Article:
The 100km divided into 4 stages from Boadilla del Camino to Mansilla de las Mulas was interminable. Leaving every morning at 4:30 a.m. saved me as the temperatures became increasingly sweltering as the afternoon approached. If you are going to undertake the Camino remember to always bring plenty of water because you are unlikely to find any water sources for many kilometers.
The last stage of this second part is number 20, which arrives in Leon, a city that I found beautiful and in which I recommend visiting the cathedral.
The third part: I feel the pain of the people
The third part, 5 stages from Leon to Villafranca del Bierzo, showed the more emotional and spiritual face of the Camino. In Astorga I met David, a young man who dropped everything 13 years ago to dedicate his life to helping pilgrims. I talked to him and sensed the dedication he puts into what he does, and was able to understand the true meaning of the Camino. David taught me that the Camino is simply a path, but if you want to find what you are looking for you don't need to get to Santiago, it is just a place, you can find it even 100km before. Also, in Astorga you can visit Gaudi's palace and the wonderful Cathedral of Santa Maria.
On stage 23 the path climbs through green countryside and small villages until it reaches Forcebadon, where the 24th stage starts. This stage, which ends in Ponferrada, is also one of the most symbolic of the entire pilgrimage because it passes the Cruz de Hierro, the highest point of this variant of the Camino (1504m).
Not everyone knows this, but there is a tradition that when setting out on the Way of St. James, you can take a stone proportionate to your sins and carry it from the beginning of the pilgrimage to the foot of the Cruz de Hierro (Iron Cross). This gesture symbolizes deliverance from sins, or from a burden, through sacrifice. The accumulation of stones over the years has led to the formation of a veritable mound at the foot of the cross and has contributed to the mystical aura of the place. The feeling you get as you arrive at the Cruz de Hierro is indescribable; it is as if you can feel all the pain and suffering of the people who laid their stone. When I laid mine, I felt lighter, I felt better, and I burst into liberating tears.
After the cross you have to be prepared for 20km of very challenging descent and following that you can ride the twenty-fifth stage until you reach Villafranca del Bierzo.
The fourth part: «If You Walk... You Live»
The last part of the walk opens with one of my favorite stages, the one from Villafranca del Bierzo to O Cebreiro. This stage can be walked in two variants, and I chose the more difficult one, which starts with 600 meters of positive elevation gain, continues with another 600 meters downhill and finally ends with 1100 meters uphill. This is one of the hardest stages, but it repays you with the beauty of the beautiful village of O Cebreiro, located on top of the mountain "Alto do Cebreiro."
Another stage I really enjoyed is stage 28, which goes from Samos to Ferreiros and is a pleasant up and down through a mountain landscape full of bridges and rivers. On this stage I passed through Sarria, which marked the last 100km of the Camino de Santiago and is the point from which many pilgrims start because it represents the minimum distance to be done to obtain the Compostela.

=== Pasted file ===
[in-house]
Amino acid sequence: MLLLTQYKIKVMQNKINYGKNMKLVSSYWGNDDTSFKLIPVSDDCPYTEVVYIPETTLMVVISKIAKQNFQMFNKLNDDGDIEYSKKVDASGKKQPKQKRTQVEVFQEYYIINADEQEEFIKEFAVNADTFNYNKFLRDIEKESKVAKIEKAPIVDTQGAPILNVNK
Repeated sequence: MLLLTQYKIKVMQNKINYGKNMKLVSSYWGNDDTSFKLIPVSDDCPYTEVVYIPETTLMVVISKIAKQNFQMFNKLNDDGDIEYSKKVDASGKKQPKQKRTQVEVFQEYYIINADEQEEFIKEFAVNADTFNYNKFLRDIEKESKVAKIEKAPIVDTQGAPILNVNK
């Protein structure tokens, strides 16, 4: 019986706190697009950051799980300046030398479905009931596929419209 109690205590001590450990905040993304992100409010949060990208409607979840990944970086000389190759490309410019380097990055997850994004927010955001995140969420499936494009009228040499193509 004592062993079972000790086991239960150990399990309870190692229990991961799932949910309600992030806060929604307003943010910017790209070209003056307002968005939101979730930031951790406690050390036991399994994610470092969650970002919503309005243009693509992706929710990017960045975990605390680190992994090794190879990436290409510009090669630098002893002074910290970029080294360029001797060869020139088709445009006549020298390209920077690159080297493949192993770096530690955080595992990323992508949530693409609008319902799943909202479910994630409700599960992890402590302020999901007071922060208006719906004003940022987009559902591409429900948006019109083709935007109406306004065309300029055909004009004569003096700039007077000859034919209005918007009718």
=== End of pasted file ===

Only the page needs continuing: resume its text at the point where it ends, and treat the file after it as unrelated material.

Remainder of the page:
The last 100km are drastically different than the previous ones. The Camino becomes more crowded. Before I would walk alone and meet a few pilgrims in the albergues, while now I found myself walking amongst dozens of people who decided to walk only a small part of the pilgrimage. All these people can distract from the spirit of the pilgrimage but by this point the only thought in my head is this: I can't wait to get to Santiago.
After Ferreiros, I walked two more stages living with the many pilgrims who decided to start their Camino from Portomarin. I arrived in Ribadiso, where I stayed in a beautiful municipal albergue located near the river. The penultimate stage, from Ribadiso to O Pedrouzo, is very beautiful and passes through an almost enchanted forest where it felt like being in another world. The more time passed the more the excitement grew until in the evening I found myself in a newly renovated albergue in O Pedrouzo. We talked exclusively about the next day and what it would be like to get to Santiago.
The next day arrived, and it was one of the best days of my life, as it is for all pilgrims. The last stage is 19kmof pure adrenaline where you feel no pain or fatigue. Ifyou have met other people during the Camino you walk the last stage with them, remembering the previous 800km in joy, laughter, and fun.
When I reached Santiago, I remembered something someone taught me a long time ago: when you get to Santiago you must not look at the basilica right away., You must reach with the center of the square with your head donw, and only then can you look up. I followed the suggestion as if it were a commandment, I reached the center in front of the cathedral, and I looked up: I had made it.
A mix of emotions ran through me, immense joy at having arrived after so much effort and a slight sadness because the adventure had just ended. In my head was a single phrase: "If you walk ... you live."